Last data update: 2014.03.03

R: Range of a Hyperbolic Distribution
 hyperbCalcRange R Documentation

## Range of a Hyperbolic Distribution

### Description

Given the parameter vector param of a hyperbolic distribution, this function calculates the range outside of which the distribution has negligible probability, or the density function is negligible, to a specified tolerance. The parameterization used is the (alpha, beta) one (see `dhyperb`). To use another parameterization, use `hyperbChangePars`.

### Usage

```hyperbCalcRange(mu = 0, delta = 1, alpha = 1, beta = 0,
param = c(mu, delta, alpha, beta),
tol = 10^(-5), density = TRUE, ...)
```

### Arguments

 `mu` mu is the location parameter. By default this is set to 0. `delta` delta is the scale parameter of the distribution. A default value of 1 has been set. `alpha` alpha is the tail parameter, with a default value of 1. `beta` beta is the skewness parameter, by default this is 0. `param` Value of parameter vector specifying the hyperbolic distribution. This takes the form `c(mu, delta, alpha, beta)`. `tol` Tolerance. `density` Logical. If `FALSE`, the bounds are for the probability distribution. If `TRUE`, they are for the density function. `...` Extra arguments for calls to `uniroot`.

### Details

The particular hyperbolic distribution being considered is specified by the value of the parameter value `param`.

If `density = FALSE`, the function calculates the effective range of the distribution, which is used in calculating the distribution function and quantiles, and may be used in determining the range when plotting the distribution. By effective range is meant that the probability of an observation being greater than the upper end is less than the specified tolerance `tol`. Likewise for being smaller than the lower end of the range. Note that this has not been implemented yet.

If `density = TRUE`, the function gives a range, outside of which the density is less than the given tolerance. Useful for plotting the density.

### Value

A two-component vector giving the lower and upper ends of the range.

### Author(s)

David Scott d.scott@auckland.ac.nz, Jennifer Tso, Richard Trendall

### References

Barndorff-Nielsen, O. and Bl<c3><a6>sild, P (1983). Hyperbolic distributions. In Encyclopedia of Statistical Sciences, eds., Johnson, N. L., Kotz, S. and Read, C. B., Vol. 3, pp. 700–707. New York: Wiley.

`dhyperb`, `hyperbChangePars`

### Examples

```par(mfrow = c(1, 2))
param <- c(0, 1, 3, 1)
hyperbRange <- hyperbCalcRange(param = param, tol = 10^(-3))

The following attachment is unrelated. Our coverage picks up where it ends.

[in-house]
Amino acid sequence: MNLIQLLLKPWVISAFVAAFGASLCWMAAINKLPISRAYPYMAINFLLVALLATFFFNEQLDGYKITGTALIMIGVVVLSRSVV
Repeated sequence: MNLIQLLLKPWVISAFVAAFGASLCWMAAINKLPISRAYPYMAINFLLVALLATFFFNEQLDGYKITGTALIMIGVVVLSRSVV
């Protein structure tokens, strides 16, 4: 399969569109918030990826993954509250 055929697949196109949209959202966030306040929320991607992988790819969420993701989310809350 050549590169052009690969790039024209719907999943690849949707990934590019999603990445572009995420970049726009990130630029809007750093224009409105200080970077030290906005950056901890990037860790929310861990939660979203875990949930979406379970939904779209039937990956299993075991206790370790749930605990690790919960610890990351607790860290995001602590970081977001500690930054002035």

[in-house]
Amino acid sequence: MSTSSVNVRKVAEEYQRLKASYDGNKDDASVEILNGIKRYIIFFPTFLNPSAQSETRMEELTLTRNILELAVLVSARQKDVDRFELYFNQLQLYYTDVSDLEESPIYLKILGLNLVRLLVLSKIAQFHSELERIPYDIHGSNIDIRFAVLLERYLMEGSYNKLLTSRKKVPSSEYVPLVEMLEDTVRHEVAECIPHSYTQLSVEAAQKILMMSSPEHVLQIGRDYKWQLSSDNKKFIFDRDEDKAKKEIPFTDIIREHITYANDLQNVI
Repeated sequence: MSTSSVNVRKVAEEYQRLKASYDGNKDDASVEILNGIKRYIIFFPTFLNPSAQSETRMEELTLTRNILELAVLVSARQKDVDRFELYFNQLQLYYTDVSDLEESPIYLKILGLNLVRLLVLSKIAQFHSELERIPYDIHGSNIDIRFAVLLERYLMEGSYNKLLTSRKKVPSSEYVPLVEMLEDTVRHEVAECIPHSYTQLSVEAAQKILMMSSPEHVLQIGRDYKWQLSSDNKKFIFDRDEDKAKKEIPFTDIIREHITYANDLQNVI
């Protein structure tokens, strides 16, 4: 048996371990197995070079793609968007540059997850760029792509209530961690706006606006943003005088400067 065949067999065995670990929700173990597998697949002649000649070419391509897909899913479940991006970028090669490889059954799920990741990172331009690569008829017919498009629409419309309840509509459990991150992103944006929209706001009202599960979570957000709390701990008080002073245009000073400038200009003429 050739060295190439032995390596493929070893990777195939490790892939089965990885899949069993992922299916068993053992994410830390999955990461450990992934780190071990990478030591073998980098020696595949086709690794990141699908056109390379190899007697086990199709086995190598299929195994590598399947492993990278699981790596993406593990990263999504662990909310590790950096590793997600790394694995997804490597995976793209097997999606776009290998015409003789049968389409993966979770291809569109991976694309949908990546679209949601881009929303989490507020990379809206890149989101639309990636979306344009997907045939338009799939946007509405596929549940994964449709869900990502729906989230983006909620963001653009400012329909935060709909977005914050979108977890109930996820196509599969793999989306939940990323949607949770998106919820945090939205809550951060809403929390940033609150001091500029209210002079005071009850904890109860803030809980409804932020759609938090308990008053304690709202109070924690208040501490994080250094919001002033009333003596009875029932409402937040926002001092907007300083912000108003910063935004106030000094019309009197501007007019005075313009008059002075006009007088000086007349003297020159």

hyperbRange
curve(phyperb(x, param = param), hyperbRange[1], hyperbRange[2])
maxDens <- dhyperb(hyperbMode(param = param), param = param)
hyperbRange <- hyperbCalcRange(param = param, tol = 10^(-3) * maxDens, density = TRUE)
hyperbRange
curve(dhyperb(x, param = param), hyperbRange[1], hyperbRange[2])
```

### Results

```
R version 3.3.1 (2016-06-21) -- "Bug in Your Hair"
Copyright (C) 2016 The R Foundation for Statistical Computing
Platform: x86_64-pc-linux-gnu (64-bit)

R is free software and comes with ABSOLUTELY NO WARRANTY.
You are welcome to redistribute it under certain conditions.
Type 'license()' or 'licence()' for distribution details.

R is a collaborative project with many contributors.
'citation()' on how to cite R or R packages in publications.

Type 'demo()' for some demos, 'help()' for on-line help, or
'help.start()' for an HTML browser interface to help.
Type 'q()' to quit R.

> library(GeneralizedHyperbolic)
> png(filename="/home/ddbj/snapshot/RGM3/R_CC/result/GeneralizedHyperbolic/hyperbCalcRange.Rd_%03d_medium.png", width=480, height=480)
> ### Name: hyperbCalcRange
> ### Title: Range of a Hyperbolic Distribution
> ### Aliases: hyperbCalcRange
> ### Keywords: distribution
>
> ### ** Examples
>
> par(mfrow = c(1, 2))
> param <- c(0, 1, 3, 1)
> hyperbRange <- hyperbCalcRange(param = param, tol = 10^(-3))
> hyperbRange
[1] -2.123201  4.414176
> curve(phyperb(x, param = param), hyperbRange[1], hyperbRange[2])
> maxDens <- dhyperb(hyperbMode(param = param), param = param)
> hyperbRange <- hyperbCalcRange(param = param, tol = 10^(-3) * maxDens, density = TRUE)
> hyperbRange
[1] -2.276609  4.710633
> curve(dhyperb(x, param = param), hyperbRange[1], hyperbRange[2])
>
>
>
>
>
> dev.off()
null device
1
>

```